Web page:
Crosby regains his touch to lead Penguins past Rangers in Game 2
NEW YORK – The Penguins beat the Rangers 4-3 on Saturday and took away home-ice advantage from the team that won the President’s Trophy, thanks to two goals from Sidney Crosby and quality goaltending by Marc-Andre Fleury. The series is tied at a game apiece and heads to Pittsburgh for Game 3 on Monday night.
Here are three thoughts on the game:
1. Crosby is going to be OK
In Game 1, Crosby attempted three shots in nearly 20 minutes of play, and only one was on net. SI’s Allan Muir wrote on Friday that Crosby needed to stop passing the puck and trying for “pretty” shots, and Crosby did just that on Saturday night with a pair of tallies on three attempts.
Crosby, who had scored just one goal in his previous 19 playoff games, including the last nine against the Rangers, scored in the middle of the second period, and added another before the end of the frame. His first tally of the night came as he was falling down after Rangers’ rookie Kevin Hayes failed to clear the puck on a rebound.
The Rangers fans at The Garden didn’t seem to appreciate Crosby’s night, as a “CROSBY SUCKS” chant broke out midway through the third period during a stoppage in play.
Crosby did take hit in the third period and stayed down on the ice before skating back to the bench. He returned later in the period, and said after the game that he feels fine.
2. The Rangers needs some production from their power play unit
The Rangers’ power play unit has struggled in the first two games of this series. After converting just one of five power play opportunities in Game 1, the Rangers were just one for seven on Saturday.
The team’s second goal of the game did come on a man advantage, when Derick Brassard scored his second goal in as many games. The Rangers had another power play opportunity shortly after, but could not convert.
Many Rangers acknowledged the imbalance in the team’s power play opportunities and goals. Center Derek Stepan, who scored the first goal of the night for the Rangers, said, "We have a group of guys that have frustrated themselves and we just have to go out and get some good mo-jo going and find a way to pop a couple in and relax a little bit on it. We're got a lot of guys who are gripping the sick and there's no need for that, especially now. We need to get some positive energy on it, zip it around, and make some plays."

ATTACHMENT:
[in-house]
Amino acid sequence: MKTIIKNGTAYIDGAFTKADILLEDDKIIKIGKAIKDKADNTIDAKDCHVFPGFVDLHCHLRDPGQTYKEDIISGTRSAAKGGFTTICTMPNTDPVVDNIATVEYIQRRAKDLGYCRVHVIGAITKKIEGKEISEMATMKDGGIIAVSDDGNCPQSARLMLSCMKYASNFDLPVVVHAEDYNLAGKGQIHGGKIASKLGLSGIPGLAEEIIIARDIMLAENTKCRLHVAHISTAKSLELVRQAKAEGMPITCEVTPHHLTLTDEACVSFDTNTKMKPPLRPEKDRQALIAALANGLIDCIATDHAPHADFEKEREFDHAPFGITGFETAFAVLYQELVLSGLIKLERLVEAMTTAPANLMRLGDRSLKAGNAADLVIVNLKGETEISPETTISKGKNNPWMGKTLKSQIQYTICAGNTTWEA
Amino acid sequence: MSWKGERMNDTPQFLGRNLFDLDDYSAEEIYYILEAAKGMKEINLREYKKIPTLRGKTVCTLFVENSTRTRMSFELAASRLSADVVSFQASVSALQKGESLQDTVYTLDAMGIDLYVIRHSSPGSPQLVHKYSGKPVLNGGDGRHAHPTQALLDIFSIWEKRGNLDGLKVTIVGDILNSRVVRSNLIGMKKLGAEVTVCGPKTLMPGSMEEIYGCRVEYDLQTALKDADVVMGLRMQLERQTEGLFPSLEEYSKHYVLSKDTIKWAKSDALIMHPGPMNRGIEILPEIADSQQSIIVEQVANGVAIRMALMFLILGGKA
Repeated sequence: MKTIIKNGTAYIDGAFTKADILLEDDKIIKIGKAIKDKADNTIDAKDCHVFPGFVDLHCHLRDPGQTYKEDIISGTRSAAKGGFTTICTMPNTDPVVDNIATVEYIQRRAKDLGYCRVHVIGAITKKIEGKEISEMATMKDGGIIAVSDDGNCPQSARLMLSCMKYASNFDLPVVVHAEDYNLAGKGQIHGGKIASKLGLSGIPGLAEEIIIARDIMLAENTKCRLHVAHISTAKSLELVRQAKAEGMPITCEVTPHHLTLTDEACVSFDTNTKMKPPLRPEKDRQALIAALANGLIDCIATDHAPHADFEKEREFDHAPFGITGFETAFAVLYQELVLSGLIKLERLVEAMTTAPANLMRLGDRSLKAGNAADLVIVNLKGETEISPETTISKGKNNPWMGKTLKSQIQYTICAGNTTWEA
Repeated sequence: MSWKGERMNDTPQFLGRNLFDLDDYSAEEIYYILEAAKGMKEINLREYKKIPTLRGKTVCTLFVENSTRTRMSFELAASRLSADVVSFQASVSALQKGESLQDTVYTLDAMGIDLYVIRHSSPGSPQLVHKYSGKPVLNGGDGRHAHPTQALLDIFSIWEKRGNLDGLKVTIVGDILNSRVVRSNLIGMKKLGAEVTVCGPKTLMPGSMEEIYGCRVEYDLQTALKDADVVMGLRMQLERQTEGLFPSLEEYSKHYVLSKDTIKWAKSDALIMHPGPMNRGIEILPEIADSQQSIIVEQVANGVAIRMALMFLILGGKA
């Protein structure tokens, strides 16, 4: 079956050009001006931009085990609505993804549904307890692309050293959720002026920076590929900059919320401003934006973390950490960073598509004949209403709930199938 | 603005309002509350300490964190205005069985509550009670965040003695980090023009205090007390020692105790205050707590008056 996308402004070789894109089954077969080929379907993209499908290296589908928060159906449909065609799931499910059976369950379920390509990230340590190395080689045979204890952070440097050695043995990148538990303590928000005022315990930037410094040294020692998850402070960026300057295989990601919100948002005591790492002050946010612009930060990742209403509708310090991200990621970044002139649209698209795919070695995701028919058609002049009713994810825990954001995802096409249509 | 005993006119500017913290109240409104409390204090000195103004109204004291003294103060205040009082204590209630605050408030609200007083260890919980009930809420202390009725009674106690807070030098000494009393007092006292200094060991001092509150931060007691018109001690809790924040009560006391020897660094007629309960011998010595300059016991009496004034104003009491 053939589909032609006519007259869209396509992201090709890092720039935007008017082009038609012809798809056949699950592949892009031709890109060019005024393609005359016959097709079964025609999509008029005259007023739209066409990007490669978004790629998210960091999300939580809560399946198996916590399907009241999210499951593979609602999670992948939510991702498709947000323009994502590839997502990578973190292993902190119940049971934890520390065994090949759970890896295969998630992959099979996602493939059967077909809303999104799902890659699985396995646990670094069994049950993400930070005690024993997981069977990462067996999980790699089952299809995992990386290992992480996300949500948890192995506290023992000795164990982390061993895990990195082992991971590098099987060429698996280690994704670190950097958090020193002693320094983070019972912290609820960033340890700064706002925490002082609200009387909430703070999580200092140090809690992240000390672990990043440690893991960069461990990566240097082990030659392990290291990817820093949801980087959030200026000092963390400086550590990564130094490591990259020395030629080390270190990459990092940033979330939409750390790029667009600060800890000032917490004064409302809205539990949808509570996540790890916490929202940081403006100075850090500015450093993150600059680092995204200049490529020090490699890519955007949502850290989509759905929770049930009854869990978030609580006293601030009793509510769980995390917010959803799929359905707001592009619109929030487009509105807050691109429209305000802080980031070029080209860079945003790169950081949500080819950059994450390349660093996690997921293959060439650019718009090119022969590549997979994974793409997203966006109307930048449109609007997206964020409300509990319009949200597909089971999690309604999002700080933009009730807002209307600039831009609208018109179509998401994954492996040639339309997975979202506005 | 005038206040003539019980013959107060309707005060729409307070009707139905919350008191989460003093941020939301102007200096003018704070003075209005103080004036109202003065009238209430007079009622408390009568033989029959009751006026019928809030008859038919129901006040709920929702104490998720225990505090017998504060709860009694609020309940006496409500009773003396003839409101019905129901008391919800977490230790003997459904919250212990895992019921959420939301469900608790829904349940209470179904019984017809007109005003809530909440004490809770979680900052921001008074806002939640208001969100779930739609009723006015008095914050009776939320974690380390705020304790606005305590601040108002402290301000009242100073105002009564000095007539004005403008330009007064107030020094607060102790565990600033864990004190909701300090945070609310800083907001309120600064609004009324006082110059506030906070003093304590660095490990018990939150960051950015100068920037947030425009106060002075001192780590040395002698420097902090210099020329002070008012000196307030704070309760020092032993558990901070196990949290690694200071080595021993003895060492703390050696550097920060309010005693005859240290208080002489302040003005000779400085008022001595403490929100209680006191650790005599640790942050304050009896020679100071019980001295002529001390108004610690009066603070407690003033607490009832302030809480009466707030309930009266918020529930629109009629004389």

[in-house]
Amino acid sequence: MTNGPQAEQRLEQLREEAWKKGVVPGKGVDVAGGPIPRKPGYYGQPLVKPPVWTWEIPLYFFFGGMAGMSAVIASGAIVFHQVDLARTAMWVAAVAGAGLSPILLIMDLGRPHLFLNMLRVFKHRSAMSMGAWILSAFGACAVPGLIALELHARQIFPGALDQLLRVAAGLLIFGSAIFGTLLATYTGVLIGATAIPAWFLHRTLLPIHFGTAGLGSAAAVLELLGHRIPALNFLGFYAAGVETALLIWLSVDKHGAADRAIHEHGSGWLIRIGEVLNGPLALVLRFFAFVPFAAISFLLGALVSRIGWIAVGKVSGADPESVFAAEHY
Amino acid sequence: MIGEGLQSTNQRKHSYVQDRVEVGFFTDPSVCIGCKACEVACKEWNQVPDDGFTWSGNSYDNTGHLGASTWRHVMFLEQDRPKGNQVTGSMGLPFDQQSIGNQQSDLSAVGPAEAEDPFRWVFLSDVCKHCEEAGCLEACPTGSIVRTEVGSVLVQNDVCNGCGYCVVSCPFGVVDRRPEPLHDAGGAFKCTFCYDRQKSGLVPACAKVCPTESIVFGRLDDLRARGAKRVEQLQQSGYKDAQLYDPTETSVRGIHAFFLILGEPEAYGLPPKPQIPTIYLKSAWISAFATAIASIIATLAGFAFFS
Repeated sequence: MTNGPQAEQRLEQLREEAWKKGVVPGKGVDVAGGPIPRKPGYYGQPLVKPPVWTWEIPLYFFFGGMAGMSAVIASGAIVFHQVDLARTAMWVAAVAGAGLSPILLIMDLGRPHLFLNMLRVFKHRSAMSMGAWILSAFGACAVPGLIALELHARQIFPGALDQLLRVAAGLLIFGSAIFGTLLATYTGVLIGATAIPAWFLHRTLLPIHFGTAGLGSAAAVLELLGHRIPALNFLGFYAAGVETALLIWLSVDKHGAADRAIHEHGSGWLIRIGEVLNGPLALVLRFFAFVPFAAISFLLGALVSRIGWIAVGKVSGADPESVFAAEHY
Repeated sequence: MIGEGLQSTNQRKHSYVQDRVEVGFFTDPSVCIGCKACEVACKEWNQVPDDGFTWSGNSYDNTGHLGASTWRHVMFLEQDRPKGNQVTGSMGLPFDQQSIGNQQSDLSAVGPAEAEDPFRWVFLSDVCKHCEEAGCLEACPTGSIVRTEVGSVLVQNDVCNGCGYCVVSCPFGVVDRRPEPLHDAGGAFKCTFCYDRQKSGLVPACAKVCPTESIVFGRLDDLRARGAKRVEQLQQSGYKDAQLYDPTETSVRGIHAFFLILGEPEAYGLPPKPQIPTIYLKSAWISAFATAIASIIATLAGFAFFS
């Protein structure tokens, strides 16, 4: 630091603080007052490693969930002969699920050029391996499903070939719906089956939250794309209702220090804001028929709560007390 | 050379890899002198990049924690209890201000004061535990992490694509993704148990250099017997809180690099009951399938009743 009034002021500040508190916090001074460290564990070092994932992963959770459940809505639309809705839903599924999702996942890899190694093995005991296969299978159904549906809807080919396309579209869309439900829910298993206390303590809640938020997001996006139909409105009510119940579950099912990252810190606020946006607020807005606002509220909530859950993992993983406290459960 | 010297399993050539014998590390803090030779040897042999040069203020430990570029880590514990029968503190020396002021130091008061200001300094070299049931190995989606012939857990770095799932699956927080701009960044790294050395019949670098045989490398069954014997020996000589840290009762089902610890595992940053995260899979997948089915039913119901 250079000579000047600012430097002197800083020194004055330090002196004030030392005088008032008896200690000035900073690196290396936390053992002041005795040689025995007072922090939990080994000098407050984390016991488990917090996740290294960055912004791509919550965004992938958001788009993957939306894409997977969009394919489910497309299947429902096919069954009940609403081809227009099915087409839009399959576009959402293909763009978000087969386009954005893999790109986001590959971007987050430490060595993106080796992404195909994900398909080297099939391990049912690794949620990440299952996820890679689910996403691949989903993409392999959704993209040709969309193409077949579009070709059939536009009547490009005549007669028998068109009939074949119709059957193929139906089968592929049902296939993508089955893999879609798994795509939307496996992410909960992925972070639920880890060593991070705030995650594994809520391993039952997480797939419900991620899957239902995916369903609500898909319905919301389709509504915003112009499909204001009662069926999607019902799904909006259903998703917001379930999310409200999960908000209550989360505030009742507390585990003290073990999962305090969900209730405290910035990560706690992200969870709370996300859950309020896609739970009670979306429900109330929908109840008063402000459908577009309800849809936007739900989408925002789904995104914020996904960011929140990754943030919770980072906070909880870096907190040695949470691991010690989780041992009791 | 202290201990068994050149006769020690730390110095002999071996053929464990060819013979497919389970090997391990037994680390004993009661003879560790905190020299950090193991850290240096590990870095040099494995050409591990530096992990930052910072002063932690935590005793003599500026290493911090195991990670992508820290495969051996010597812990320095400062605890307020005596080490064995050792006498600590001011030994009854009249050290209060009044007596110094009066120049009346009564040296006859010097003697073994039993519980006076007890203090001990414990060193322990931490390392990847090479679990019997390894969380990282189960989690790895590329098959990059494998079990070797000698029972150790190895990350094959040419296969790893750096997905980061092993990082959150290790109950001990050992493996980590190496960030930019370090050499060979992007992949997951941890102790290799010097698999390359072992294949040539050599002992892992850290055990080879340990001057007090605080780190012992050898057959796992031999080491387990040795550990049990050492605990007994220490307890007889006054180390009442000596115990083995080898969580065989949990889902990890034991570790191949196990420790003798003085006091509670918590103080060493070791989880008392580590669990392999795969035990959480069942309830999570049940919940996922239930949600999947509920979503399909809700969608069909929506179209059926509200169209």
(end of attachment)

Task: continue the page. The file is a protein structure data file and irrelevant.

Rick Nash, who scored the third goal for New York, agreed and said he thought his teammates were “maybe over-passing a bit.”
This season, the Blueshirts ranked 21st in the league, converting just 16.8 percent of their chances. The Penguins had more success this season, cashing in on 19.3 percent, good for 10th. The disparity showed as the Penguins scored twice in just three chances. Brandon Sutter's goal and Chris Kunitz’s third-period tally that gave the Penguins a two-goal lead with just under ten minutes remaining came on the power play.
3. Penguins must use home ice to their advantage
The series will go to Pittsburgh on Monday, and after the team’s lack of offense in Game 1, the Penguins were pleased to split the series’ first two games at MSG.
Fleury said the team was confident after its “tough loss” on Thursday and emphasized how difficult it would have been to go back to Pittsburgh down two games to none.
We’ll see how much home-ice really means in this series. During the 2014 playoffs, the Penguins led the Rangers 3-1 in the Eastern Conference semifinals, before losing the final three games. In that series, the home team only won two of the contests.
With Fleury playing stalwart hockey, stopping 62 of 67 shots in the first two games and the offense finding a spark, the Penguins will have some extra motivation with the Consol Energy Center crowd behind them. It could be an unwelcome sight for Rangers’ goalie Henrik Lundqvist, who didn’t get much in the way of help from his teammates and will be looking to swing the momentum back before they can head home.